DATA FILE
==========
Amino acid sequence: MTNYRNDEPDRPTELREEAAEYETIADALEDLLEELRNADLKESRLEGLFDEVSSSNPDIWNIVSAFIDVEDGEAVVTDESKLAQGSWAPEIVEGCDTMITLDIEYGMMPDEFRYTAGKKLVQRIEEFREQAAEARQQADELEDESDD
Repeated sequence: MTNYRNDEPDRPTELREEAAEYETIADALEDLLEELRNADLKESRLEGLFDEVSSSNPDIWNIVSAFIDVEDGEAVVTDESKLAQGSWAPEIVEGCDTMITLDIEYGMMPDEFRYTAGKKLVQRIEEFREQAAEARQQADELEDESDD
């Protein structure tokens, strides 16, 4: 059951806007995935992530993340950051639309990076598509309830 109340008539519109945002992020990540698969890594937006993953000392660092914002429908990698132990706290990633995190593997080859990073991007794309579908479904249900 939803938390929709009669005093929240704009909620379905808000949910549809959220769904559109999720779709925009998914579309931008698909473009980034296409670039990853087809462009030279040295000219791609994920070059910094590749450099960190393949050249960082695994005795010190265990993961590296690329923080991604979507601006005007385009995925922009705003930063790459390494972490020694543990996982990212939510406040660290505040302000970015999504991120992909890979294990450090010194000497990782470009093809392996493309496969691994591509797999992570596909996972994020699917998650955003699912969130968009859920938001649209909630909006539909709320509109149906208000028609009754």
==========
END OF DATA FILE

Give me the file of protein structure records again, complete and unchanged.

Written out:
Amino acid sequence: MTNYRNDEPDRPTELREEAAEYETIADALEDLLEELRNADLKESRLEGLFDEVSSSNPDIWNIVSAFIDVEDGEAVVTDESKLAQGSWAPEIVEGCDTMITLDIEYGMMPDEFRYTAGKKLVQRIEEFREQAAEARQQADELEDESDD
Repeated sequence: MTNYRNDEPDRPTELREEAAEYETIADALEDLLEELRNADLKESRLEGLFDEVSSSNPDIWNIVSAFIDVEDGEAVVTDESKLAQGSWAPEIVEGCDTMITLDIEYGMMPDEFRYTAGKKLVQRIEEFREQAAEARQQADELEDESDD
């Protein structure tokens, strides 16, 4: 059951806007995935992530993340950051639309990076598509309830 109340008539519109945002992020990540698969890594937006993953000392660092914002429908990698132990706290990633995190593997080859990073991007794309579908479904249900 939803938390929709009669005093929240704009909620379905808000949910549809959220769904559109999720779709925009998914579309931008698909473009980034296409670039990853087809462009030279040295000219791609994920070059910094590749450099960190393949050249960082695994005795010190265990993961590296690329923080991604979507601006005007385009995925922009705003930063790459390494972490020694543990996982990212939510406040660290505040302000970015999504991120992909890979294990450090010194000497990782470009093809392996493309496969691994591509797999992570596909996972994020699917998650955003699912969130968009859920938001649209909630909006539909709320509109149906208000028609009754």